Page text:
Dancers' moves help to power Glasgow music venue – BBC

Glasgow arts venue SWG3 has switched on a system that creates renewable energy from the body heat on its dancefloor.
Dancers' heat is piped via a carrier fluid to 200m (650ft) bore holes that can be charged like a thermal battery.
The energy then travels back to the heat pumps, is upgraded to a suitable temperature and emitted back into SWG3.
The owners say this will enable them to completely disconnect the venue's gas boilers, reducing its carbon emissions by about 70 tonnes of CO2 a year.
David Townsend, founder of geothermal energy consultancy TownRock Energy, who designed the system, Bodyheat, told BBC News: "When you start dancing, medium pace, to the Rolling Stones or something, you might be generating 250W.
"But if you've got a big DJ, absolutely slamming basslines and making everyone jump up and down, you could be generating 500-600W of thermal energy."
SWG3 managing director Andrew Fleming-Brown said installing the system had been "a leap of faith" but the venue was committed to achieving "net-zero" carbon emissions by 2025.
"Someone has to be that first investment," he said, "but it will hopefully pay off in time."
Three years in the making, the thermal heating and cooling system cost just over £600,000 to install.
"To put in perspective, if we were to go down a more conventional route with typical air conditioning, then your costs would probably be about 10% of that – so £60,000," Mr Fleming-Brown said.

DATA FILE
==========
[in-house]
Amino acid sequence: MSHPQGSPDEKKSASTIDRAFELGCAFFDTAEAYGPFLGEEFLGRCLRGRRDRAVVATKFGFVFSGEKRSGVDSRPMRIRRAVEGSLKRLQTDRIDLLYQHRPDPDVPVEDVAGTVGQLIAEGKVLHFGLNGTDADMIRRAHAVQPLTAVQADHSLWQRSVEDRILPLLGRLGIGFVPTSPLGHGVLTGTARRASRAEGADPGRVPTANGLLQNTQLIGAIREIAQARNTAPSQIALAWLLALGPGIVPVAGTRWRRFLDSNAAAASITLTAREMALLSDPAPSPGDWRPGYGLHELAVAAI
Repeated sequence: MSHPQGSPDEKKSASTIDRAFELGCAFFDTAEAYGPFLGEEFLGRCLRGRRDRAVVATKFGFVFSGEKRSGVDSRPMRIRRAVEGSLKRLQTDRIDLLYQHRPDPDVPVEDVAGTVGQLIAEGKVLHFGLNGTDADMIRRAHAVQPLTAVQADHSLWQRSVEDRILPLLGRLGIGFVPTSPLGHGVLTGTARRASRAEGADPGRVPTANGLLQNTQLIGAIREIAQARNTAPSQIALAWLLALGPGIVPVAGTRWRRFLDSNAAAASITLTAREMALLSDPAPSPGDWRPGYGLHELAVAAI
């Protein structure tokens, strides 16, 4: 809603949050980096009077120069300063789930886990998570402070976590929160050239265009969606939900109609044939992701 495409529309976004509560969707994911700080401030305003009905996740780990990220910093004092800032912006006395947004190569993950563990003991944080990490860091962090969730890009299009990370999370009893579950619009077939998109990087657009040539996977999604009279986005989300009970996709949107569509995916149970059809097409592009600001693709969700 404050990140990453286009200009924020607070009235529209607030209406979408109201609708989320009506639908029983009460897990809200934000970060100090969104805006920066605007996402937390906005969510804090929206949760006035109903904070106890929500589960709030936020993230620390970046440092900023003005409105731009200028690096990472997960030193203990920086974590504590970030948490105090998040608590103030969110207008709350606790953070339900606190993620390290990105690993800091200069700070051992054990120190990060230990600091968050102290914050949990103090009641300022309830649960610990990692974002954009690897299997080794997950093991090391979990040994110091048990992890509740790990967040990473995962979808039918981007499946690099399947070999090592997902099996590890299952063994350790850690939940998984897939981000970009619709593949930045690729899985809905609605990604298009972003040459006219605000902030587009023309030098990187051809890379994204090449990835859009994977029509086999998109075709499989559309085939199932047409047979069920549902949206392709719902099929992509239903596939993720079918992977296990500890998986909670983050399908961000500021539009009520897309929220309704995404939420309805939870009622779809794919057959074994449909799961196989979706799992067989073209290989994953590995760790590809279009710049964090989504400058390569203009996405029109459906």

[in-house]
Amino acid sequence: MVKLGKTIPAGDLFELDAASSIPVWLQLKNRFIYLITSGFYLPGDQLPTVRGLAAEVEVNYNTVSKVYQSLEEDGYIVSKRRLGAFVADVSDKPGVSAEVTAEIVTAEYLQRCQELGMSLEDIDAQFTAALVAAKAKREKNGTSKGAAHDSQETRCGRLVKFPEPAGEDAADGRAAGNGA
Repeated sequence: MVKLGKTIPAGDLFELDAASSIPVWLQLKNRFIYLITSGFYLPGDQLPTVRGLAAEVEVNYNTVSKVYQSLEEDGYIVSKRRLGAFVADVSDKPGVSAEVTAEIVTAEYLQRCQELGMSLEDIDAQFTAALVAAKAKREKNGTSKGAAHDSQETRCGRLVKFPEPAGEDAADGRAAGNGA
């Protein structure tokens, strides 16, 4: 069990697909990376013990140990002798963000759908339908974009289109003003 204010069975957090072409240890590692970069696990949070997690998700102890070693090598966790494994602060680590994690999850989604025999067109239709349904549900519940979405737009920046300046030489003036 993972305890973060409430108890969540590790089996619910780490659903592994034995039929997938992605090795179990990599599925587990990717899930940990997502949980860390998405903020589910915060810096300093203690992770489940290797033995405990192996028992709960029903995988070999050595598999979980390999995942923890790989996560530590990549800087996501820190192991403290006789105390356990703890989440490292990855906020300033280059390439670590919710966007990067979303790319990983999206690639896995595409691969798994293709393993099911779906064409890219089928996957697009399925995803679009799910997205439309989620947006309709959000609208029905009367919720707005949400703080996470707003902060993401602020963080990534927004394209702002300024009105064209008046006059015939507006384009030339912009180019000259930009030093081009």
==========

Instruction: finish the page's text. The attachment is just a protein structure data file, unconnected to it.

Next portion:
But the savings on energy bills will make the investment recoverable in about five years, depending on costs.
"If we can make it work here in this environment, there's no reason why we can't take it to other venues, not just here in Scotland and the UK, across Europe and further afield," Mr Fleming-Brown told BBC News.
Mr Townsend already has ambitions for the SchwuZ nightclub in Berlin.
"They have shown a lot of interest," he said.
"You know they don't want to be kind of beaten at cool clubbing technology.
"They've seen what we've done in Glasgow and really want it in Berlin."
Dr Jon Gluyas, geo-energy, carbon capture and storage chair in the Earth sciences department at Durham University, said: "Heating water requires a lot of energy and it gives up that energy fairly slowly – so when you put that heat into the ground, it's fairly well insulated.
"It's a great way to store the energy. Over time, you set up a sort of equilibrium whereby you may only lose a few degrees as it dissipates.
"The key thing here is energy transformations and heat. If you can save heat, it means you are making the whole system more efficient. It's carbon zero and a phenomenally powerful way of overall reducing our demand on energy.
"If you get it from dancers' body heat then all the better.
"Storing the heat and playing it back is a major way that can positively influence the energy crisis in the UK and improve energy security.
"This is a really good move."
Bodyheat has been made possible with support through the Scottish government and largely subsidised from a series of grants.
Glasgow City Council convener for climate councillor Angus Millar said: "This is a fantastic scheme, where people really are making Glasgow greener – while having a great time.
"This innovative approach to reducing emissions and energy use at SWG3 is a great example of how we can all play our part in Glasgow becoming a net-zero city."
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